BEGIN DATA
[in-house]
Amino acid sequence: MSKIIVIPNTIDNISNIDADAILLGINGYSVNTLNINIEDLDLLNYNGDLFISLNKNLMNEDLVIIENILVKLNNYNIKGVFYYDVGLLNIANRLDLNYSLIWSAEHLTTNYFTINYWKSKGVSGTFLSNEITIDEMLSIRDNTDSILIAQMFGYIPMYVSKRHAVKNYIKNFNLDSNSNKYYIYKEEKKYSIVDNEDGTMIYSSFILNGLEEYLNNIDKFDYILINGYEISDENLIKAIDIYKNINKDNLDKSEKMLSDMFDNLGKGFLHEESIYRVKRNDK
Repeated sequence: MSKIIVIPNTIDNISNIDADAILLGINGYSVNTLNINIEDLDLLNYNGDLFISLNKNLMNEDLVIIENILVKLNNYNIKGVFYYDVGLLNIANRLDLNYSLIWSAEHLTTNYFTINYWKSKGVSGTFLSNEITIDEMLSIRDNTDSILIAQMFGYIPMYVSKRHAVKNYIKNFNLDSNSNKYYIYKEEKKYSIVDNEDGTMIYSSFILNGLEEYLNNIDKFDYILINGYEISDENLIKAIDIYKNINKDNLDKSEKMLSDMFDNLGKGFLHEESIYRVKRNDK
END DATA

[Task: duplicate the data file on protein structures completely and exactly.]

[in-house]
Amino acid sequence: MSKIIVIPNTIDNISNIDADAILLGINGYSVNTLNINIEDLDLLNYNGDLFISLNKNLMNEDLVIIENILVKLNNYNIKGVFYYDVGLLNIANRLDLNYSLIWSAEHLTTNYFTINYWKSKGVSGTFLSNEITIDEMLSIRDNTDSILIAQMFGYIPMYVSKRHAVKNYIKNFNLDSNSNKYYIYKEEKKYSIVDNEDGTMIYSSFILNGLEEYLNNIDKFDYILINGYEISDENLIKAIDIYKNINKDNLDKSEKMLSDMFDNLGKGFLHEESIYRVKRNDK
Repeated sequence: MSKIIVIPNTIDNISNIDADAILLGINGYSVNTLNINIEDLDLLNYNGDLFISLNKNLMNEDLVIIENILVKLNNYNIKGVFYYDVGLLNIANRLDLNYSLIWSAEHLTTNYFTINYWKSKGVSGTFLSNEITIDEMLSIRDNTDSILIAQMFGYIPMYVSKRHAVKNYIKNFNLDSNSNKYYIYKEEKKYSIVDNEDGTMIYSSFILNGLEEYLNNIDKFDYILINGYEISDENLIKAIDIYKNINKDNLDKSEKMLSDMFDNLGKGFLHEESIYRVKRNDK